A credo which bares repeating is that as difficult as initial installments of any fictional story are, a sequel can be even more challenging. The task which the creators have is to develop a tale which feels as much a part of the world of the first part while also offering something new. Mediocre sequels merely repeat the story of the first tale with a bigger budget and some altered details, while inspired sequels flip things on their ear. Following the success of their initial comic via Kickstarter and an alliance with Insane Comics, writer Dave Cook and artist Chris O’Toole (of the U.K. based Card Shark Comics) are ready to face that challenge had on with a sequel to last fall’s pulse pounding effort, “Bust”. The end result is another gritty and violent black and white affair which offers thirty-five pages of excitement to readers across both shores.
Set a decade after the first installment, readers are reintroduced to Jack, the sword carrying ex-card shark turned zombie gladiator from the opening tale. After having seemingly avenged his family and destroying the empire set up in Austin, Texas by ruthless billionaire Eddie Scott. Unfortunately, staging a revolution after the zombie (or, “mutant”) apocalypse has reduced the continental United States to a feudal era is hardly the end of a story, but the beginning. Jack’s attempt to run a free society eventually turned into anarchy and he abandoned the city to become a “wasteland ronin” (a samurai without a master). Plagued by nightmares of the family and friends who died for his freedom (some at his own hands) as well as driven with an unending desire to aim his violent impulses at those who deserve it, Jack’s only comrade seems to be a prostitute named Eve in New Peach Orchard, Arkansas. However, his life of wandering and stockpiling equipment underground soon gets a rude awakening when he becomes the target of a sadistic biker army called “the Smilers”. Organized by a middle manager named Chuckie and his disfigured henchman, the first soldiers they send after Jack wind up falling right into his trap. However, Jack’s attempts to find information on his new enemies not only lead him towards meeting the young and tech-savvy Lillian (or “Lilly” for short) but joining forces with what little is left of the federal government. Can the two of them, as well as a handful of FBI agents, possibly escape with the one thing (or person) that the hidden President of the United States values most? And even if they do, is it only a respite from an entire legion of crazed lunatics?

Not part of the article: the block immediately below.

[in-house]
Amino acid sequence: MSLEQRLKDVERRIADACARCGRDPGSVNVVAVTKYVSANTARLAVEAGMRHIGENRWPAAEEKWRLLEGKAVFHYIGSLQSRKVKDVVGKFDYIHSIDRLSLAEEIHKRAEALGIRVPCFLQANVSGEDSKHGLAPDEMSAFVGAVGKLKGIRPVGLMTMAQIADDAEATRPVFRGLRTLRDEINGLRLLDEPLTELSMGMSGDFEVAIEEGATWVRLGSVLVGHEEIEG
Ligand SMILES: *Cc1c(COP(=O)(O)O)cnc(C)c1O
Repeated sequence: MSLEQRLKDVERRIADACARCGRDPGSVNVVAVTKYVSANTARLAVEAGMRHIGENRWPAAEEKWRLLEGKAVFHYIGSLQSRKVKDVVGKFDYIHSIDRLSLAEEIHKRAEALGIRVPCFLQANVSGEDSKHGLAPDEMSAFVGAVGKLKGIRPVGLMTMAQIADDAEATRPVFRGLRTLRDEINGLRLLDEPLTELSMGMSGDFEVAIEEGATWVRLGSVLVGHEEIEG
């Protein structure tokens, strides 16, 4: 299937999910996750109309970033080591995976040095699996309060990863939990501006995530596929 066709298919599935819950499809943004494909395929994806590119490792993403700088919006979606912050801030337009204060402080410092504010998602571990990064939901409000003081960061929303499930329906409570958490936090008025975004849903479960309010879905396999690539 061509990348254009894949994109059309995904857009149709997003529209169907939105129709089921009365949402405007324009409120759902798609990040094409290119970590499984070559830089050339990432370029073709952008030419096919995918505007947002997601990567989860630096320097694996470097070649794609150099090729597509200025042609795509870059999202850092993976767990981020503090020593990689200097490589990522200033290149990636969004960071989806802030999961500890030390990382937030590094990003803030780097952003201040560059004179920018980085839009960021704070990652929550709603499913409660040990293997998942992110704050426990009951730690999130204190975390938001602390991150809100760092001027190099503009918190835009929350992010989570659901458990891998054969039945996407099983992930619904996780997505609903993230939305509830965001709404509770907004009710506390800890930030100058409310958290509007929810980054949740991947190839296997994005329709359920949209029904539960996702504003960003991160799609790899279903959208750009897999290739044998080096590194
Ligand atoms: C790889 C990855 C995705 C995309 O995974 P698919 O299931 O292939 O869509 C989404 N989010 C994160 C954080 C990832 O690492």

Despite the original premise involving a plague which either killed people or transformed them into “muties”, very little of that actually turns up in this second installment. Instead most of the focus is on Jack himself and the enemies and allies around him. More “Mad Max” than “Walking Dead”, Jack has to be careful about who he can trust and be ready to attack at all times. He may be a “hero” if only due to his targets being “evil”, but does that alone make him a good man, or a troubled soul who at least aims his carnage away from the innocent when he can? The addition of Lilly adds some much needed levity to some of the grim story as well as gives Jack someone to interact with who he also has to work alongside to prevail. The Smilers are all fairly one dimensional – sadists with an endless zeal for carnage who earn their fates – but such villains are typical of post apocalyptic sagas such as this. Unlike Eddie Scott, who was a member of the “ruling class” who merely capitalized on the end of order to become more of a tyrant, Chuck and the Smilers are anarchists from the “lower classes” who want to destroy whatever order is left in gruesome fashion. The black and white art by Chris O’Toole may be even better this time around than it was in the previous “Bust”. He gets to draw more characters (especially Smilers, who all look distinct), vehicles, and different locations this time around. Jack is recognizable despite his drastic redesign and O’Toole is able to perfectly depict a gritty post apocalyptic American south in every panel, from dingy hotel rooms to the open road. Dave Cook was willing to take a risk by having so much time pass between installments and rely more on human anarchy rather than zombies, but this seems to make the drama more suspenseful. While there is still plenty of action and gore for those craving it, the horror is more subtle this time around as Jack faces a menace of the people from within rather than rallying people against a tyrant above them. Lilly is a great new character who provides what many a grizzled tough guy has relied upon in fiction – a plucky sidekick who fills a tactical need they lack.
This issue is due to see print from Insane Comics in April, and at thirty five pages will be almost twice the value for the cover price than most comics produced by virtually any other comic book company. It offers a very unique take on a well worn genre and terrific execution of timeless themes. Keep an eye out for “Bust 2: Wasteland Ronin” this spring!